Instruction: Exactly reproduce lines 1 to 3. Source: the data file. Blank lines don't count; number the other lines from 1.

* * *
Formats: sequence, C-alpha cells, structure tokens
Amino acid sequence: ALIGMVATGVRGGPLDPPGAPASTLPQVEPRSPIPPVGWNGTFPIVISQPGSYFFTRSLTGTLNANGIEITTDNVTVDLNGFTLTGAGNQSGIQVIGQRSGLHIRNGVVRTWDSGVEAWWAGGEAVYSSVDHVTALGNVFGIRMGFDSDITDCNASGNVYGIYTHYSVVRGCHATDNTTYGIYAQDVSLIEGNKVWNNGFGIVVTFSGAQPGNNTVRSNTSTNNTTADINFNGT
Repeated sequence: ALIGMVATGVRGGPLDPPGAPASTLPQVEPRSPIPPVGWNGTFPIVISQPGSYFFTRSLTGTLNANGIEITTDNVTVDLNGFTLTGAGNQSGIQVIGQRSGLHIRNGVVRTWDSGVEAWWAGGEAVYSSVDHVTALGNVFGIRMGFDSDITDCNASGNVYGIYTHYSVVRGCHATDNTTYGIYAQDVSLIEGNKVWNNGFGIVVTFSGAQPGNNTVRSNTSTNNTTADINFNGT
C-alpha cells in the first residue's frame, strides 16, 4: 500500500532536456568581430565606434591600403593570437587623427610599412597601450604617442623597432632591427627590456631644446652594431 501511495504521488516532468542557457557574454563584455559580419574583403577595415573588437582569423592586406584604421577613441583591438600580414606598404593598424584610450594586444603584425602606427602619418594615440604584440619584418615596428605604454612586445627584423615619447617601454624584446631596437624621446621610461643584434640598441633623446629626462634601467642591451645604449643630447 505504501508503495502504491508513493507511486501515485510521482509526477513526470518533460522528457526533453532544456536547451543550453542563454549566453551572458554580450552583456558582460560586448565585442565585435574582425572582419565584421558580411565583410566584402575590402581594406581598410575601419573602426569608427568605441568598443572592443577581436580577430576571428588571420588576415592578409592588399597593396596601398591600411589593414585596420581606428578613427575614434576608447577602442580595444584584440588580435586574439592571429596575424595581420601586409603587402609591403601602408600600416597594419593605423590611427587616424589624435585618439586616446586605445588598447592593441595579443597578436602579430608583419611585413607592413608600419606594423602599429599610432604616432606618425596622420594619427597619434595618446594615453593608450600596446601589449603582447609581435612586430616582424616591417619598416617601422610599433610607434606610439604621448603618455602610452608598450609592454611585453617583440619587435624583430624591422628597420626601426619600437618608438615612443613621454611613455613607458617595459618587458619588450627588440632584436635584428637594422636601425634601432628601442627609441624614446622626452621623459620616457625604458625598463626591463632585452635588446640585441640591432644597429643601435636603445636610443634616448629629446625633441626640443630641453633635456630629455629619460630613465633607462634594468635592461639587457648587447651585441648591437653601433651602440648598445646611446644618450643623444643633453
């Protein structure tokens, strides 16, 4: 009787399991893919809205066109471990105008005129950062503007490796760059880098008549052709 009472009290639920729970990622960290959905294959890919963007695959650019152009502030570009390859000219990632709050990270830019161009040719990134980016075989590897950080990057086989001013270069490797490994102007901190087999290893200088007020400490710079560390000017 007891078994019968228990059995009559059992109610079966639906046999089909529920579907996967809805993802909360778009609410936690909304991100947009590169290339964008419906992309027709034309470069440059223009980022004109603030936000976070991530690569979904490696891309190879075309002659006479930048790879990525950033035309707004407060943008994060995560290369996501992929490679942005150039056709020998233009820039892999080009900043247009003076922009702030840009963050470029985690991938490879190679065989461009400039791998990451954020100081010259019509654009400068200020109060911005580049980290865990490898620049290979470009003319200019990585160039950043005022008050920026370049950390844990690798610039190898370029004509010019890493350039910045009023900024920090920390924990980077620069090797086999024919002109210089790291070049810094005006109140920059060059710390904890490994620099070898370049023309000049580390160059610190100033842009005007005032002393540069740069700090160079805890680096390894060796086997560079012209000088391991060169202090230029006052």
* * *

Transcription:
Formats: sequence, C-alpha cells, structure tokens
Amino acid sequence: ALIGMVATGVRGGPLDPPGAPASTLPQVEPRSPIPPVGWNGTFPIVISQPGSYFFTRSLTGTLNANGIEITTDNVTVDLNGFTLTGAGNQSGIQVIGQRSGLHIRNGVVRTWDSGVEAWWAGGEAVYSSVDHVTALGNVFGIRMGFDSDITDCNASGNVYGIYTHYSVVRGCHATDNTTYGIYAQDVSLIEGNKVWNNGFGIVVTFSGAQPGNNTVRSNTSTNNTTADINFNGT
Repeated sequence: ALIGMVATGVRGGPLDPPGAPASTLPQVEPRSPIPPVGWNGTFPIVISQPGSYFFTRSLTGTLNANGIEITTDNVTVDLNGFTLTGAGNQSGIQVIGQRSGLHIRNGVVRTWDSGVEAWWAGGEAVYSSVDHVTALGNVFGIRMGFDSDITDCNASGNVYGIYTHYSVVRGCHATDNTTYGIYAQDVSLIEGNKVWNNGFGIVVTFSGAQPGNNTVRSNTSTNNTTADINFNGT